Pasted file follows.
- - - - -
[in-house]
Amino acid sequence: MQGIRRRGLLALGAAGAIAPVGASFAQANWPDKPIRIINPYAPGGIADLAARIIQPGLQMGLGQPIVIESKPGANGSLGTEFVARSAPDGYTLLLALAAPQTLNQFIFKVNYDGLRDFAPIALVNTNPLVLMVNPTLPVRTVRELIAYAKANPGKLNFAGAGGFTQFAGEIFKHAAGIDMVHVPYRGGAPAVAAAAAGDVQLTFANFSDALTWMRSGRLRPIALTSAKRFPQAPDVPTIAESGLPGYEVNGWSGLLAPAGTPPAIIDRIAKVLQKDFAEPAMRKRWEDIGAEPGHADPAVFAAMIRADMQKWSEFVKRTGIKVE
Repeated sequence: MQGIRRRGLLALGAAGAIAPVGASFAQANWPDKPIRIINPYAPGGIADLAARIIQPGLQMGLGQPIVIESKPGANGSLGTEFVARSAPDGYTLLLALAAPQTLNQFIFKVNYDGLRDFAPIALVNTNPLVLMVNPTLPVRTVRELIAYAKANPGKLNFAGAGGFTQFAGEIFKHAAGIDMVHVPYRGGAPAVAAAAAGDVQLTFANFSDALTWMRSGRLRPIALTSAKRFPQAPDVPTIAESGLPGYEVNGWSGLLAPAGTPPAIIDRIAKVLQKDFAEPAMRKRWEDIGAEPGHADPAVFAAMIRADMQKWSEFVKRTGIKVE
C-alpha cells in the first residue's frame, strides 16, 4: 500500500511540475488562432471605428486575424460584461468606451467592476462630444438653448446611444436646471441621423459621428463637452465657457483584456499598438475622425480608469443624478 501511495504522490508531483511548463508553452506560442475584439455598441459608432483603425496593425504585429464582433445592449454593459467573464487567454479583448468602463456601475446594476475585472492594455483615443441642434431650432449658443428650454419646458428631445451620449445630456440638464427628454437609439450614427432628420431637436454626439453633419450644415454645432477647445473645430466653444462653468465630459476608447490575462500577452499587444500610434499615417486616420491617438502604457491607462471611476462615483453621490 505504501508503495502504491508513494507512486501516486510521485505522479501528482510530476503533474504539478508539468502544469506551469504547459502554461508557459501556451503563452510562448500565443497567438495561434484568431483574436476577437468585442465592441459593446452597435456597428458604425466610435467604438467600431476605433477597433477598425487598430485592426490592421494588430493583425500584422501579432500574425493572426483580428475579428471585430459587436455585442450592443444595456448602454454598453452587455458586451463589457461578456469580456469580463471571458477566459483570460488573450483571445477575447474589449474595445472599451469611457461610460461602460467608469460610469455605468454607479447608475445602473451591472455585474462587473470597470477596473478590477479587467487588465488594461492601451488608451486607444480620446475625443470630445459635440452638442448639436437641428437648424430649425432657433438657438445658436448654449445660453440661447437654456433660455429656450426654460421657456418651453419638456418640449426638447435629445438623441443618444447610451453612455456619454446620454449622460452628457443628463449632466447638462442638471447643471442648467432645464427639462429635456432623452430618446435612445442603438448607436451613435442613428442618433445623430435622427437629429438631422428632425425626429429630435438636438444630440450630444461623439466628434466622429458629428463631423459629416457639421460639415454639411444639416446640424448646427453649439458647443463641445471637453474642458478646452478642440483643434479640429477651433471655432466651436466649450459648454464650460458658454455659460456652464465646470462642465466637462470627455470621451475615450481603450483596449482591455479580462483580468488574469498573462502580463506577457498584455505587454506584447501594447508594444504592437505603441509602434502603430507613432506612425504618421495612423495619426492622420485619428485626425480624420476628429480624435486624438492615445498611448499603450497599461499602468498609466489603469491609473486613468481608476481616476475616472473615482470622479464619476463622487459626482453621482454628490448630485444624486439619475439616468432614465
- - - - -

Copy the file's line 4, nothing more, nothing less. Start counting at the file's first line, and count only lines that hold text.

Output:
C-alpha cells in the first residue's frame, strides 16, 4: 500500500511540475488562432471605428486575424460584461468606451467592476462630444438653448446611444436646471441621423459621428463637452465657457483584456499598438475622425480608469443624478 501511495504522490508531483511548463508553452506560442475584439455598441459608432483603425496593425504585429464582433445592449454593459467573464487567454479583448468602463456601475446594476475585472492594455483615443441642434431650432449658443428650454419646458428631445451620449445630456440638464427628454437609439450614427432628420431637436454626439453633419450644415454645432477647445473645430466653444462653468465630459476608447490575462500577452499587444500610434499615417486616420491617438502604457491607462471611476462615483453621490 505504501508503495502504491508513494507512486501516486510521485505522479501528482510530476503533474504539478508539468502544469506551469504547459502554461508557459501556451503563452510562448500565443497567438495561434484568431483574436476577437468585442465592441459593446452597435456597428458604425466610435467604438467600431476605433477597433477598425487598430485592426490592421494588430493583425500584422501579432500574425493572426483580428475579428471585430459587436455585442450592443444595456448602454454598453452587455458586451463589457461578456469580456469580463471571458477566459483570460488573450483571445477575447474589449474595445472599451469611457461610460461602460467608469460610469455605468454607479447608475445602473451591472455585474462587473470597470477596473478590477479587467487588465488594461492601451488608451486607444480620446475625443470630445459635440452638442448639436437641428437648424430649425432657433438657438445658436448654449445660453440661447437654456433660455429656450426654460421657456418651453419638456418640449426638447435629445438623441443618444447610451453612455456619454446620454449622460452628457443628463449632466447638462442638471447643471442648467432645464427639462429635456432623452430618446435612445442603438448607436451613435442613428442618433445623430435622427437629429438631422428632425425626429429630435438636438444630440450630444461623439466628434466622429458629428463631423459629416457639421460639415454639411444639416446640424448646427453649439458647443463641445471637453474642458478646452478642440483643434479640429477651433471655432466651436466649450459648454464650460458658454455659460456652464465646470462642465466637462470627455470621451475615450481603450483596449482591455479580462483580468488574469498573462502580463506577457498584455505587454506584447501594447508594444504592437505603441509602434502603430507613432506612425504618421495612423495619426492622420485619428485626425480624420476628429480624435486624438492615445498611448499603450497599461499602468498609466489603469491609473486613468481608476481616476475616472473615482470622479464619476463622487459626482453621482454628490448630485444624486439619475439616468432614465